Volatility, Peaks and Valleys
There was a time in our business when we could count on month-to-month and year-over-year sales being relatively stable. Not so much today. We continue to see bigger peaks and valleys in sales month to month and year to year.
What are the reasons?
- Changing product mix. Many of the more regularly ordered products have declined in the digital age, and the work remaining tends to be more “project” oriented that may not repeat as often or at the same time year to year.
- Industry consolidation. Firms that are fortunate to find a competitor to buy get a big spike that will not repeat.
- Customer size. Key customers tend to be relatively larger than in years past. Adding or losing one or two can cause a large swing in sales.
What to do about it?
- Analyze and prepare. I haven’t told you anything you don’t already know. However, if you haven’t taken a critical look at the mix of products you sell and the profile of your current customers compared to five to 10 years ago, you should. It will give you some idea of how to plan for the future.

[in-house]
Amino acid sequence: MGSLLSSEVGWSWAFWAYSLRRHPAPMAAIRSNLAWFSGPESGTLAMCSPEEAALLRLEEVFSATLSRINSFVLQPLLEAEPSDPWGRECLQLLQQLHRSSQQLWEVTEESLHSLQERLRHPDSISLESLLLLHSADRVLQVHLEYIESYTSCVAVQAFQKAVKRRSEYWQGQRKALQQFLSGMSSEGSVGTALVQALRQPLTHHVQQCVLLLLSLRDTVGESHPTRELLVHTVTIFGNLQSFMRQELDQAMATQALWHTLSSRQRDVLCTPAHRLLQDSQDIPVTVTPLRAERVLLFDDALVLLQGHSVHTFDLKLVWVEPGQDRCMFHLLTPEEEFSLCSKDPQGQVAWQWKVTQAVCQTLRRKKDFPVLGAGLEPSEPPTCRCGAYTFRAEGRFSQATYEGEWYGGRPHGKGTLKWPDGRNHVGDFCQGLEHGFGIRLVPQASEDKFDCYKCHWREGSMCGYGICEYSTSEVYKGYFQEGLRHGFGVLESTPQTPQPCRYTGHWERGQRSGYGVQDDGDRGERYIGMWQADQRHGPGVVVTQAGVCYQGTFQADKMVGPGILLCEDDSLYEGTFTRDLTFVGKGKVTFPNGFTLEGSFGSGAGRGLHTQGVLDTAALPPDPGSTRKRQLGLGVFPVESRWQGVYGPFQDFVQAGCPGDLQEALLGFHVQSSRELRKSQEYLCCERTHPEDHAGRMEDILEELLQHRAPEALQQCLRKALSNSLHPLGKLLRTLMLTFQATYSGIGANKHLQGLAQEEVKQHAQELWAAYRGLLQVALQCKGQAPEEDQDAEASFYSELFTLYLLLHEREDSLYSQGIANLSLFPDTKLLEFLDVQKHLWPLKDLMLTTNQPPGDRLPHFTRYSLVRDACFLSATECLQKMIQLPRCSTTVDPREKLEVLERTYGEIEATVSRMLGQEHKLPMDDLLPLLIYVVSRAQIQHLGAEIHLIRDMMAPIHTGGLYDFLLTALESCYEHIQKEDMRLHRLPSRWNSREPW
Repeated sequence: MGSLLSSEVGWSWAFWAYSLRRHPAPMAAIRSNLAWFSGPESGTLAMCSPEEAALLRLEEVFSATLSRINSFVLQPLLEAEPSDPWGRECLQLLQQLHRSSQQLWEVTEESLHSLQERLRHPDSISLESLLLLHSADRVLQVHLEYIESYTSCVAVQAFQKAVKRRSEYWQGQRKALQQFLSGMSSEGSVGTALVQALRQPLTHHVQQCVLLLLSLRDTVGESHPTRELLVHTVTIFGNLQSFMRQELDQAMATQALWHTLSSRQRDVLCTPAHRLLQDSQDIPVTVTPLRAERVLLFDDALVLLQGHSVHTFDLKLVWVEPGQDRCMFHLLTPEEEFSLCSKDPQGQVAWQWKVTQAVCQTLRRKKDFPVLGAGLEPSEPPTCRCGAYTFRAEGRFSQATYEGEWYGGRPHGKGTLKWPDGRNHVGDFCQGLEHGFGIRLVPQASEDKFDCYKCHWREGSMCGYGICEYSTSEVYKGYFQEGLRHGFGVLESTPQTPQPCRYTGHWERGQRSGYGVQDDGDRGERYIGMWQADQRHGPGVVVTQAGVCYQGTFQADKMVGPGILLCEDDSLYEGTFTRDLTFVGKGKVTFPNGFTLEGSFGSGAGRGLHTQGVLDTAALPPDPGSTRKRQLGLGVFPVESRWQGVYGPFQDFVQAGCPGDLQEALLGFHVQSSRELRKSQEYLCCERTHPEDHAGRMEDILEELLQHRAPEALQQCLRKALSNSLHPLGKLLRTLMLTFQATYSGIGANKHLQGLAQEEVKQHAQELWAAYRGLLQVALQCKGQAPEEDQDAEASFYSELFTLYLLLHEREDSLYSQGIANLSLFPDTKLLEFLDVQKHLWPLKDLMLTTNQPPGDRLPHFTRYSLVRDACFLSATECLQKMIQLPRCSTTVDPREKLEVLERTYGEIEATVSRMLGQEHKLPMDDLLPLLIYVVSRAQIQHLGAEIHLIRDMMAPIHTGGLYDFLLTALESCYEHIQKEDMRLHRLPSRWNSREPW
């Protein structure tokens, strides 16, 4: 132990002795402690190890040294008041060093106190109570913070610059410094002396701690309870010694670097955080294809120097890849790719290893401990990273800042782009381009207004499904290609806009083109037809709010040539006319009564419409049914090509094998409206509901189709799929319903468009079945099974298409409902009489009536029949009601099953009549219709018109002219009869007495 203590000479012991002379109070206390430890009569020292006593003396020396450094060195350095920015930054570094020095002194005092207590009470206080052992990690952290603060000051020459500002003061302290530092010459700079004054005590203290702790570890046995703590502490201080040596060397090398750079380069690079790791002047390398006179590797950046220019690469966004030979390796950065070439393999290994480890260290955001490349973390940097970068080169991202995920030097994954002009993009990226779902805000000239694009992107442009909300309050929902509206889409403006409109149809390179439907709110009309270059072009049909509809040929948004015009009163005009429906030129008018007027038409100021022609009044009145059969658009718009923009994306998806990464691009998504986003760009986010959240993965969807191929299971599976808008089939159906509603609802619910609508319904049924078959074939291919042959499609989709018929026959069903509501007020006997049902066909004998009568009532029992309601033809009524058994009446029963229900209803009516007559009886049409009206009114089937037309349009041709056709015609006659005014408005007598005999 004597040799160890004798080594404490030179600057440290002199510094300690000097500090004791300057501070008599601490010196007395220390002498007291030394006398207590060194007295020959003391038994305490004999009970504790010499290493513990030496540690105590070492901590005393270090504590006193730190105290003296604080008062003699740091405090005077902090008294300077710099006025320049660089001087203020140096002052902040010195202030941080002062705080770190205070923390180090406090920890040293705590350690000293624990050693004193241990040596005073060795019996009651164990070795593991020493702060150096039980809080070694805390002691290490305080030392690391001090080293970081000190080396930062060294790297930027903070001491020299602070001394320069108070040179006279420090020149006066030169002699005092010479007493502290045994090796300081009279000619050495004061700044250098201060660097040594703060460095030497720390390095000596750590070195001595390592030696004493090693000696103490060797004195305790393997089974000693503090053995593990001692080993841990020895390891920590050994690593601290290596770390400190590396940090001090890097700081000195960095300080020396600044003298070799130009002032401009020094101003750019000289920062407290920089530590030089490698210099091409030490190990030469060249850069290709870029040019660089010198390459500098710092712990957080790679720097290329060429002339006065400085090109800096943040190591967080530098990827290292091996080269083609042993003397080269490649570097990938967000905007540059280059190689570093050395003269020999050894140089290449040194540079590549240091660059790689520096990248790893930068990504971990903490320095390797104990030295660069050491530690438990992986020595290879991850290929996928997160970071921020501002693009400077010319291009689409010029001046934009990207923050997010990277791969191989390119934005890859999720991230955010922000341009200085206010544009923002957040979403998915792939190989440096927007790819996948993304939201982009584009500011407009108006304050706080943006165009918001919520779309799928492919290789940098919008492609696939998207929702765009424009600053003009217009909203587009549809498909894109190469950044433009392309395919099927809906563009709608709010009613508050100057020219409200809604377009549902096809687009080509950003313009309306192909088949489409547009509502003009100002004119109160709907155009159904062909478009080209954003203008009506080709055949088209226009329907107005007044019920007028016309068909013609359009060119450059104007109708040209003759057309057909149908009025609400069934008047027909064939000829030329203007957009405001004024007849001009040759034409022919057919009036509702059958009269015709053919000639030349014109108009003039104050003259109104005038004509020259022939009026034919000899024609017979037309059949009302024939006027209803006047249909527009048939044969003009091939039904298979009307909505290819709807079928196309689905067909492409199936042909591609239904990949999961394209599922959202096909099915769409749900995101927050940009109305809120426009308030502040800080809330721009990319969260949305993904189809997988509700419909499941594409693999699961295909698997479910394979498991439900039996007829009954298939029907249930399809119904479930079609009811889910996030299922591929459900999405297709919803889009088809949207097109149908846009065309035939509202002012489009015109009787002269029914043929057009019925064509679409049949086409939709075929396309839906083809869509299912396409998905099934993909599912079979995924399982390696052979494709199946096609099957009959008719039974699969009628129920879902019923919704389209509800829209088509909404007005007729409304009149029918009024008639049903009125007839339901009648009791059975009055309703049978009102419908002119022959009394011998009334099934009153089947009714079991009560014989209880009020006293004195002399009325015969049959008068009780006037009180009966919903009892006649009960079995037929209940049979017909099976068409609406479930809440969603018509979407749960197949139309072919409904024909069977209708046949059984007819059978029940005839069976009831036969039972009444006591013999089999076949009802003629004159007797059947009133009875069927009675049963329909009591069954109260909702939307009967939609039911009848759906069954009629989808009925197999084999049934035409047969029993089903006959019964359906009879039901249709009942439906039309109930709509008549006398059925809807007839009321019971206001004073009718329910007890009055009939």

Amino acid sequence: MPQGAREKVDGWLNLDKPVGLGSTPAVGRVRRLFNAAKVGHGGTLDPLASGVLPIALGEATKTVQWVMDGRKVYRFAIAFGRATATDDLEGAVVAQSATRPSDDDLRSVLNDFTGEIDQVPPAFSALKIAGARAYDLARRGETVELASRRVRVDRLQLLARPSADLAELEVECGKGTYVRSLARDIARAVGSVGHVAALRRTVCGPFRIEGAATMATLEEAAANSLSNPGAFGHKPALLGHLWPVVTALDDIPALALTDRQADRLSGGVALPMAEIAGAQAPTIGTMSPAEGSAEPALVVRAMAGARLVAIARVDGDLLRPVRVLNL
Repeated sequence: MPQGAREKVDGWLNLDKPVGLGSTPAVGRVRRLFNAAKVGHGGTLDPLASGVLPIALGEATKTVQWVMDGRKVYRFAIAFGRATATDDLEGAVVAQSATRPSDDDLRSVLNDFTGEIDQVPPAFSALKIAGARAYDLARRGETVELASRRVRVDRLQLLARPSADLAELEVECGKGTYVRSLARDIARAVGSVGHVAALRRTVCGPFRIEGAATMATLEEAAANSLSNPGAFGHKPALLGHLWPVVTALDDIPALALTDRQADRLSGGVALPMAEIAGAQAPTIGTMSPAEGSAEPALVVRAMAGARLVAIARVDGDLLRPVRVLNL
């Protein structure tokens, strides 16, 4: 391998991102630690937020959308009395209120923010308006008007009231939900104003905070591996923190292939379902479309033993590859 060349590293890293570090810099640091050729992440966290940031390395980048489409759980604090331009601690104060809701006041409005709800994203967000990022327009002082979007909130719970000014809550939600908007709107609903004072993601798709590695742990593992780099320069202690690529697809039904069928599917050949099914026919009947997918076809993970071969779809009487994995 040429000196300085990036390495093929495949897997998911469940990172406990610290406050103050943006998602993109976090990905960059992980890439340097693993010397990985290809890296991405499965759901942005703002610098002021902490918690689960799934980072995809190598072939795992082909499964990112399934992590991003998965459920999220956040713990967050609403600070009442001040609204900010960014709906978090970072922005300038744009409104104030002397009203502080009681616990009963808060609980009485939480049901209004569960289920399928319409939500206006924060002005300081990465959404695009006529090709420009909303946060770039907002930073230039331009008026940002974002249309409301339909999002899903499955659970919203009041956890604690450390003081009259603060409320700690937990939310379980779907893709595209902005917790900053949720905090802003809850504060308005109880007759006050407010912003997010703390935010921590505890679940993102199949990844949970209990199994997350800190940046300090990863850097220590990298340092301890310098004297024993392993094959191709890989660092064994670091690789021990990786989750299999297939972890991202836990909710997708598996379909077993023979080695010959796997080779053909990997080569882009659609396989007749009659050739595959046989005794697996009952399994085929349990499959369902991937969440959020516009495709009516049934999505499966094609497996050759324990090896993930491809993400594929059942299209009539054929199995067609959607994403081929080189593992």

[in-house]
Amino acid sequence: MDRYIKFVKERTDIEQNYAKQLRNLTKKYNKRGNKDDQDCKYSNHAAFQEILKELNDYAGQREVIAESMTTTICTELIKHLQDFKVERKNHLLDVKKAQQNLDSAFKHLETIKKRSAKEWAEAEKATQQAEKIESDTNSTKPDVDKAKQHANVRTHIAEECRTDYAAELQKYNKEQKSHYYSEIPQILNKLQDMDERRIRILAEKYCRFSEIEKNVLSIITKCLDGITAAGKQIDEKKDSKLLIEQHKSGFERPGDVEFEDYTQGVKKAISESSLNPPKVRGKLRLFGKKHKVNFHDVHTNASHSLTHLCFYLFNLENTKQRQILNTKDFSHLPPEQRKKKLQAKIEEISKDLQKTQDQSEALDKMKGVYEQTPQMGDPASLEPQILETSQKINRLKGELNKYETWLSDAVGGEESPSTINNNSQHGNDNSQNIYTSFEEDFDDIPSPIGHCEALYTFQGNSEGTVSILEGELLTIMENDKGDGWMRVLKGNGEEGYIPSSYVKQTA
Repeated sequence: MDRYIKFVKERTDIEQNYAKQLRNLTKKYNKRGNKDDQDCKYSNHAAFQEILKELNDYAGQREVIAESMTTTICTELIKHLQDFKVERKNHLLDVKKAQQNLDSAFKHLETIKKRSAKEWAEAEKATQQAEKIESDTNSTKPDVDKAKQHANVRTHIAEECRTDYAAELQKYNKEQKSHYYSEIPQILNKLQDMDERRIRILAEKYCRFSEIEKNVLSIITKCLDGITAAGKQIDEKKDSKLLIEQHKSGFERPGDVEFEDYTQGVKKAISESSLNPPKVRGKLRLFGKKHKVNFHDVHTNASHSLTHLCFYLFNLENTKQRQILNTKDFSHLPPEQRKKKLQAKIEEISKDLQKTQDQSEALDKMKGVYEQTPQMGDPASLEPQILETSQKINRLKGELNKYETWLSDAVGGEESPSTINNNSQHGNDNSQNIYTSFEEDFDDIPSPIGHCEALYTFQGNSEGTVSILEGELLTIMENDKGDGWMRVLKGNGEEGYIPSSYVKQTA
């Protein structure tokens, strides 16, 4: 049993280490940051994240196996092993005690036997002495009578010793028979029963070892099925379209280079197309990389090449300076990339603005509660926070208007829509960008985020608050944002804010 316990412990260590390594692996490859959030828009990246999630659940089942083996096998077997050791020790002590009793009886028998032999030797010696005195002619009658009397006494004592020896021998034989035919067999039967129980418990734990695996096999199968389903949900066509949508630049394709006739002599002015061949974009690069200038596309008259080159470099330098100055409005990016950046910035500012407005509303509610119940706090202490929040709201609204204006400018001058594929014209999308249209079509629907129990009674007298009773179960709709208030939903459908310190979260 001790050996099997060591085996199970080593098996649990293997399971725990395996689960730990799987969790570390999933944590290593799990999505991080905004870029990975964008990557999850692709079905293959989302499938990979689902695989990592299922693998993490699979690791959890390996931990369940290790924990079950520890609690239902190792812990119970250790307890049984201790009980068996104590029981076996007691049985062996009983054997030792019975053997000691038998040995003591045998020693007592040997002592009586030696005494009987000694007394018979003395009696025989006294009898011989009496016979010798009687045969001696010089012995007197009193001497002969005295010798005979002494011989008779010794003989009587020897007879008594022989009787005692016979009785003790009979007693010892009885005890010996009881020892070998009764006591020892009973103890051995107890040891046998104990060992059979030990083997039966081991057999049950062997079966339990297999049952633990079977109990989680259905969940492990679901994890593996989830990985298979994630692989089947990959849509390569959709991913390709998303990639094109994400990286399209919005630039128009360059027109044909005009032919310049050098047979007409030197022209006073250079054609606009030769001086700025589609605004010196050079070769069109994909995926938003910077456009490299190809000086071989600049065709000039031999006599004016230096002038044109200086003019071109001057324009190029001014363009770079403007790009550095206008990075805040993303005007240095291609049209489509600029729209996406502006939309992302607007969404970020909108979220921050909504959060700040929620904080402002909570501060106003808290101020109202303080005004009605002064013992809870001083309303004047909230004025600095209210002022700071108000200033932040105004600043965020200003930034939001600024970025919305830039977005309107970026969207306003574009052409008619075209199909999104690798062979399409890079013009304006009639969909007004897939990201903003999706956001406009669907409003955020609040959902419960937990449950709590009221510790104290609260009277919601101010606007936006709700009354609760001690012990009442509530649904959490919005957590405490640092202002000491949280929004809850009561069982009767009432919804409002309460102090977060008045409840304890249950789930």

- Manage for volatility. Maintain a strong balance sheet; cash is king. Staff for the valleys, and outsource, hire temps or use overtime during peaks.
Yogi Berra once said, “If you don’t know where you are going, you will end up somewhere else.” The need for planning was never greater, but planning for volatility has never been more difficult. In our franchise network, we offer a comprehensive Business Assessment and Planning tool and consult with our franchise members on how to analyze and prepare for volatility. If you don’t have a tool like this, I suggest you get some outside help to take a hard look at how you can better manage for volatility. It’s not going away. It just makes good business sense.
Carl and his wife, Judy, owned and operated their own successful Allegra franchise for nearly 20 years before selling the $2.3 million operation in 2003. He is a PrintImage International/NAQP Honorary Lifetime Member and was inducted into NAPL’s prestigious Soderstrom Society in 2010 in recognition of his contribution to the industry.